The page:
Another offshore event that TC participated in was the 1992 Pacific Cup from San Francisco to Kaneohe. He and his longtime friend Scott Abrams double-handed the 68-foot Nelson Marek “Peregrine.” In that race, they faced the hottest navigator of our time, Stan Honey, aboard a Santa Cruz 70 named “Mongoose.” He was also sailing double-handed with the owner. TC and Abrams won on corrected time.
Over the years, TC has taken home some of the most prestigious awards that can be given out on our harbor by winning the Newport Harbor Yacht Club’s Burgee of Merit and Don Vaughn Memorial Trophy, but my favorite and maybe even TC’s is the War Canoe he won for winning the Transpac overall in 1963.
Today, you can find TC at the start of this year’s Pacific Cup aboard “Runaway” or racing a Harbor 20 with one of his 10 grandchildren.
When I ended my interview, I thanked TC and he said: I’ll sea ya on the water.
Len Bose is a yachting enthusiast, yacht broker and harbor columnist for StuNewsNewport.
It has been a long time since I took a tour of the bay looking for a story, so I did just that this week. My first stop was at the 15th Street public pier next to the American Legion where I met a friendly couple who were starting their daily errands.
I am going to refer to this couple as Jane and Mike who have been living aboard their vessel in the mooring fields just in front of the public dock, a little over five years. I first asked Mike how was the rotation of the dinghies on the public dock? In other words, has he seen more than one dinghy tied up to the dock for weeks or months without moving? “No, it has been really good lately. In fact, the 72-hour zone has kept empty for the most part; harbor services have been doing a good job enforcing the time limits on the dock,” Mike said.
He wasn’t in a rush, so the conversation moved toward how is living aboard on a mooring. He replied that things have gotten much better, then commented that it used to be rather “rough” in the J & H mooring fields with drugs, people stealing dingy fuel and other late-night antics. “It’s really cleaned up out there over the last year since harbor services have taken over the mooring management,” Mike said. Jane and Mike have their own mooring permit and are permitted liveaboards. I asked if they have been inspected, as each year liveaboards are inspected by the city making sure their vessels are in good order and meeting the permit requirements. Jane replied, “Yes, we have been inspected twice this year.” She went on to explain how Harbor Services has been fair to them as well as others; they don’t pounce when things seem to be a little out of place. Both Jane and Mike are very pleased with the change in city codes to allow them to transfer their mooring permit should that day ever come. They also felt that a few things can be made better, such as a dinghy rack on the beach, or even a floating dock on a nearby mooring were people could tie up their dinghies for longer periods of time and just kayak out to them. I thought Mike had a great idea for the liveaboards, and that was to be given a card so they could slide the card to show when they’re using the pump out systems around the harbor. Either that or show their invoices from the mobile pump-out services.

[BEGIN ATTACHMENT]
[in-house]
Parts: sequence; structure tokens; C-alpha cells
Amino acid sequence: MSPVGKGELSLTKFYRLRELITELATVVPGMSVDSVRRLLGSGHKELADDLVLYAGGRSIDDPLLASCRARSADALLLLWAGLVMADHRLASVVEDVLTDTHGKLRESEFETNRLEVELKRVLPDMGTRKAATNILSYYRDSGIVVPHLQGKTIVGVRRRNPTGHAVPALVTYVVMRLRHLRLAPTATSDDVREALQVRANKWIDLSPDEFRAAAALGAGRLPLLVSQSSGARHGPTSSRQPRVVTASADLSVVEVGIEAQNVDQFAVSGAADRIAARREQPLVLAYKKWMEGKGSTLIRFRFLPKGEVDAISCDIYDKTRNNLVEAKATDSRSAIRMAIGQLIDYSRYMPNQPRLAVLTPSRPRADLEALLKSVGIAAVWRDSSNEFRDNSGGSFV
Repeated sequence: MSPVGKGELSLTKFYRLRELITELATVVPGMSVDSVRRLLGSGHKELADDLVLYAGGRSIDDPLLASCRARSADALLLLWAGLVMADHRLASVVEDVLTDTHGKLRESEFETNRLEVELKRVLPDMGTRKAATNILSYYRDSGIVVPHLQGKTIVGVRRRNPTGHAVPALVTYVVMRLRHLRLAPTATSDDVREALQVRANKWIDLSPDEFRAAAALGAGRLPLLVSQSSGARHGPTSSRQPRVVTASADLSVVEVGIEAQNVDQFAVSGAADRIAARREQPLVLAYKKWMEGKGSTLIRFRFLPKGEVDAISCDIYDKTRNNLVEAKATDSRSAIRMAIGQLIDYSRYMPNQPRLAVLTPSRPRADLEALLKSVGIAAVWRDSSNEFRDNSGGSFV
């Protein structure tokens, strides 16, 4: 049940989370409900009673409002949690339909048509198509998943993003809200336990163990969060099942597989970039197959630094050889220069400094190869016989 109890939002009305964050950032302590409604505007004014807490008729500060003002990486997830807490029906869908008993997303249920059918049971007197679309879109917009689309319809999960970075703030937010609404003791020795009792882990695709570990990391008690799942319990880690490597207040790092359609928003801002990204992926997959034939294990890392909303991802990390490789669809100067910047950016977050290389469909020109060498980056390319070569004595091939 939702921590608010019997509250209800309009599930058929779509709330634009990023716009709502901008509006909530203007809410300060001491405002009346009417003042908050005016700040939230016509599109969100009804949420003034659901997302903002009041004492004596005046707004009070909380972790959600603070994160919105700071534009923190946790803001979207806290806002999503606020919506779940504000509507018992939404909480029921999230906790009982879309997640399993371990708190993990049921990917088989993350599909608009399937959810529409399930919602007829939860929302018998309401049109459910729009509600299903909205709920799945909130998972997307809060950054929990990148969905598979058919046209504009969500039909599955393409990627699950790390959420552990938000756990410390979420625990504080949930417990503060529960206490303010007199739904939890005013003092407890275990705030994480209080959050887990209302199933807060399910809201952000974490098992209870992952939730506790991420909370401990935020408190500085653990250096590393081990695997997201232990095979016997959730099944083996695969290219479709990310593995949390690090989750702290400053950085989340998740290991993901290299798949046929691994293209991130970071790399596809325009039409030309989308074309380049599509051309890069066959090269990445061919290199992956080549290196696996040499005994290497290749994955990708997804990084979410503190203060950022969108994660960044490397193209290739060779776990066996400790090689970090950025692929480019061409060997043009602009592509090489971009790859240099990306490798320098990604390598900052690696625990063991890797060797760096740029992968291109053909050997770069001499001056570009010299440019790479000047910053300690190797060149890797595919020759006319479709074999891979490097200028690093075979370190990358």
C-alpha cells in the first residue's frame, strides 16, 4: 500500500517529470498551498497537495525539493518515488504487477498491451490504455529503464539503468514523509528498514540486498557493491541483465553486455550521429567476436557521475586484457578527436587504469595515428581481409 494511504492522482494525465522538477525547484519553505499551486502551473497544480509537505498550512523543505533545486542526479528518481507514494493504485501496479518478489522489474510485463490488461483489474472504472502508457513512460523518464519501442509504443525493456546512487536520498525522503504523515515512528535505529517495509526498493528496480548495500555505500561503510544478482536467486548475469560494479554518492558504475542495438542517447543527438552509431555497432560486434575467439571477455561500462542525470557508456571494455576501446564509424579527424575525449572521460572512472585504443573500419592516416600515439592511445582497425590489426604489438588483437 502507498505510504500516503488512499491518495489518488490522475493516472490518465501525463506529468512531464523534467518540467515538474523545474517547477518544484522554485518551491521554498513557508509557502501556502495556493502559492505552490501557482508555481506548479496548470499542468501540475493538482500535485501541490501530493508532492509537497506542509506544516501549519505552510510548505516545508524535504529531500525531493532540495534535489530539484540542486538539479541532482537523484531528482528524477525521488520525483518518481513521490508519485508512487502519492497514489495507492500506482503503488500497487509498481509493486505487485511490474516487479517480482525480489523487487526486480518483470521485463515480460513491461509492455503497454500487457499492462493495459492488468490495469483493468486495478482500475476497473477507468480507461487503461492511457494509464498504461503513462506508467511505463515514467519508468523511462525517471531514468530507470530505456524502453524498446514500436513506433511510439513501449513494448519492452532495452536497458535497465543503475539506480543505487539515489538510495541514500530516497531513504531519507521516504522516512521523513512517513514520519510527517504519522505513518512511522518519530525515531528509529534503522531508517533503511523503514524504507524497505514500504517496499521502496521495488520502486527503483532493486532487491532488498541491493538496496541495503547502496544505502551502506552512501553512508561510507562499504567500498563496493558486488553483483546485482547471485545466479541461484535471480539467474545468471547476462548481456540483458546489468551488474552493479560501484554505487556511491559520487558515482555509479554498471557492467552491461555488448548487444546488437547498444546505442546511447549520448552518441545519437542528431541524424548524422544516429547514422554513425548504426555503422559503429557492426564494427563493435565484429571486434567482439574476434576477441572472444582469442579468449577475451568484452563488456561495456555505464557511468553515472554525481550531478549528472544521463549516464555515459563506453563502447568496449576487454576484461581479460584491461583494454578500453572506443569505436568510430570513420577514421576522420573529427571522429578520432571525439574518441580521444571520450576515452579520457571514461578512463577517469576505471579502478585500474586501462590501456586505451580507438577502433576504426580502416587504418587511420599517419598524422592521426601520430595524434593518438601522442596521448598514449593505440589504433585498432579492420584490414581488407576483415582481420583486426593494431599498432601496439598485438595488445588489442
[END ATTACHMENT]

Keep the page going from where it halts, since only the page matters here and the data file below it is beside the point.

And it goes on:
There has been more discussion with council members regarding charter operations in Newport Harbor. I took a simple count around the harbor and found 21 large charter boats. Most of the docks where these charter companies work from are in good to very good condition with proper lighting, electric outlets, and firefighting equipment. Although, if city code enforcement took a closer look, then they’d notice what I saw: improper lighting, electric cords running over the water and very suspicious docks in three locations. I would have to assume that the Charter Boats have to log when and how they empty their holding tanks.
My observations around the harbor: I still notice more than one dinghy tied up to moorings, there are many derelict boats tied up to shore moorings, the fishing charter boats are very aggressive to other boaters that are whale watching, and I keep noticing one of the electric boat rental companies coming very close to overcapacity on their rentals. If that’s all I can complain about for now...we’re doing pretty good to start the summer!
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The Balboa Angling Club (BAC) is sponsoring their 16th Annual YSH (Yellowtail, Seabass, Halibut) Tournament on Thursday, June 14 through Saturday, June 16. Anyone can enter, and no membership is required. Tournament hours are from 8 p.m. on Thursday through 5 p.m. on Saturday. Fish may be weighed in at any certified scale location, but weigh slips must be emailed, faxed or delivered to BAC before 5 p.m. Monday, June 18. Call to confirm that the club has received your weigh slip. One fish per angler, per species limit for the trophy awards.